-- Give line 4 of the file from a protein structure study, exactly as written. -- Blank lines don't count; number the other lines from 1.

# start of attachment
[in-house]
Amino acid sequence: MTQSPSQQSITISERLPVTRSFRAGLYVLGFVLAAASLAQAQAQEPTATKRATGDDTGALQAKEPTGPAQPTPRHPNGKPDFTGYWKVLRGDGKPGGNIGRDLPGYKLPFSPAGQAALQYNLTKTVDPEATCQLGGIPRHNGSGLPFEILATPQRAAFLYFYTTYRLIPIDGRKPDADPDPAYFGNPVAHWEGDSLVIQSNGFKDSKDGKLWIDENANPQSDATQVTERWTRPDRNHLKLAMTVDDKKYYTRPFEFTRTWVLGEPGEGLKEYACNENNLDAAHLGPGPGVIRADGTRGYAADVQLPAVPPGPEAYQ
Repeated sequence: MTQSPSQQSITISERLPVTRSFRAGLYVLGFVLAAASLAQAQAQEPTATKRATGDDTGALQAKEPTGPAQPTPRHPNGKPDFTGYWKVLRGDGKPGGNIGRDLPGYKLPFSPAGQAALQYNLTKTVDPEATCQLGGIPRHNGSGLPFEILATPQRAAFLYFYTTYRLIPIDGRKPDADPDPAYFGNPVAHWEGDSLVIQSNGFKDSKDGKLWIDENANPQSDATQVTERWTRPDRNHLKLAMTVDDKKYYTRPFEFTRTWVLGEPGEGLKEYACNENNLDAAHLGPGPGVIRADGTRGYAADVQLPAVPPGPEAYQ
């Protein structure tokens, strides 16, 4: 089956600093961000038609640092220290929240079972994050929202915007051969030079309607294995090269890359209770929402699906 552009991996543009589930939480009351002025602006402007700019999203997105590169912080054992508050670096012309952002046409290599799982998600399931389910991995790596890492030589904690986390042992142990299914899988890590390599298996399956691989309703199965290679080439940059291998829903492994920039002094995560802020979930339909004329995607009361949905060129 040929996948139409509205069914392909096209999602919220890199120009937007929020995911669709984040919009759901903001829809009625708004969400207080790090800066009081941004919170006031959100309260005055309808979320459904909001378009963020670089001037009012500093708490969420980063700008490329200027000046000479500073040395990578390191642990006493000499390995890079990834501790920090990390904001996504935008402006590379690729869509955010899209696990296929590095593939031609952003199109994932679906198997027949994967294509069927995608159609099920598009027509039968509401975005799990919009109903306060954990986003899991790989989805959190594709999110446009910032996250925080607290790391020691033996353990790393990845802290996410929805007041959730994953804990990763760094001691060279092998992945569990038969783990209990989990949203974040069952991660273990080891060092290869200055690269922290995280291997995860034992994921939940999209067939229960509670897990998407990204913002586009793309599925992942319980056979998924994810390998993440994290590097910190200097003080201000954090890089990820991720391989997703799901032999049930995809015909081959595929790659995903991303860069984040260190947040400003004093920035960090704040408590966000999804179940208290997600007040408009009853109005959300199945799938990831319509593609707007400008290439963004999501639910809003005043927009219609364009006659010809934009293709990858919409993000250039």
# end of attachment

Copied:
């Protein structure tokens, strides 16, 4: 089956600093961000038609640092220290929240079972994050929202915007051969030079309607294995090269890359209770929402699906 552009991996543009589930939480009351002025602006402007700019999203997105590169912080054992508050670096012309952002046409290599799982998600399931389910991995790596890492030589904690986390042992142990299914899988890590390599298996399956691989309703199965290679080439940059291998829903492994920039002094995560802020979930339909004329995607009361949905060129 040929996948139409509205069914392909096209999602919220890199120009937007929020995911669709984040919009759901903001829809009625708004969400207080790090800066009081941004919170006031959100309260005055309808979320459904909001378009963020670089001037009012500093708490969420980063700008490329200027000046000479500073040395990578390191642990006493000499390995890079990834501790920090990390904001996504935008402006590379690729869509955010899209696990296929590095593939031609952003199109994932679906198997027949994967294509069927995608159609099920598009027509039968509401975005799990919009109903306060954990986003899991790989989805959190594709999110446009910032996250925080607290790391020691033996353990790393990845802290996410929805007041959730994953804990990763760094001691060279092998992945569990038969783990209990989990949203974040069952991660273990080891060092290869200055690269922290995280291997995860034992994921939940999209067939229960509670897990998407990204913002586009793309599925992942319980056979998924994810390998993440994290590097910190200097003080201000954090890089990820991720391989997703799901032999049930995809015909081959595929790659995903991303860069984040260190947040400003004093920035960090704040408590966000999804179940208290997600007040408009009853109005959300199945799938990831319509593609707007400008290439963004999501639910809003005043927009219609364009006659010809934009293709990858919409993000250039």